Lessons from the Mitchell Report
A variety of thoughts on the Mitchell Report now that the dust has begun to settle:
It's interesting how apologists claimed that taking any performance-enhancing drug could not possibly help anybody hit a major-league pitch. But now the proof is in the pudding: If so many hitters used them, steroids helped plenty. In a real way, baseball, which proceeds rather leisurely, may actually be a more difficult physical sport to play than all the back-and-forth games. After all, on top of a prime athletic body, you must have the keenest hand-eye coordination, as well as an ability simply to endure six months of games, with only about three off-days a month.
The two sports are very different, but it's the day-to-day grind that makes baseball and cycling so similar, and so seductive to drug use.
It's indicative of how the entitled modern athletes ---- or at least those who cheat ---- think, so that even when they presume to apologize, they can't. Did you hear
Andy, I'm sorry, but no apology can begin with the word if.
But let's look on the bright side. The Report does give
But apropos of Messrs. Bonds and Clemens, here's a thought: Can we simply put a moratorium on Hall of Fame discussions for the next five years? Please.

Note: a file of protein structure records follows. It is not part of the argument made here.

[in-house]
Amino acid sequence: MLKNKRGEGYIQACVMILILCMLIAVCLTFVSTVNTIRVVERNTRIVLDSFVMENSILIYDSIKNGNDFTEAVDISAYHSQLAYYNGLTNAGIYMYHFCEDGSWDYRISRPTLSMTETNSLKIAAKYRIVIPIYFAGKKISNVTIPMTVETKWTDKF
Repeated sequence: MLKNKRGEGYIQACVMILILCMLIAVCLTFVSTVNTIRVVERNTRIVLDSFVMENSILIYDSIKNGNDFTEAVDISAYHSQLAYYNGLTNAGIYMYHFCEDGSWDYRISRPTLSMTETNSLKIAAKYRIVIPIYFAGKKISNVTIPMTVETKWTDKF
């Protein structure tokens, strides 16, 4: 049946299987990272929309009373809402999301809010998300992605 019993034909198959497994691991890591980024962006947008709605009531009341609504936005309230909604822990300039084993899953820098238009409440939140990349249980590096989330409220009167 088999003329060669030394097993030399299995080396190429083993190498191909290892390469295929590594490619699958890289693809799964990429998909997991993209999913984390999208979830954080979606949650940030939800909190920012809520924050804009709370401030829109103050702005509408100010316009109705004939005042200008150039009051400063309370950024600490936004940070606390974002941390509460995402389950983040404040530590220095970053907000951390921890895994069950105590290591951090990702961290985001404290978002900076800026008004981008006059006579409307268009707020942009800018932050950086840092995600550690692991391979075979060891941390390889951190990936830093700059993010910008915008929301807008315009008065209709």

For failing to cooperate with the investigation and for, at the least, tacitly encouraging players ---- even those who would be charged in the report -- not to speak to
For that matter, wouldn't it be sensible if all four major team sports in North America joined together to use the same independent drug testing organization? Same rules, same procedures, same truth.
Baseball fans have, in a way, already put the whole drug issue behind them. The controversy does not seem to have kept a single ticket-buyer away. Baseball has never thrived so.
It's part of the folklore that after the Black Sox World Series fix of 1919,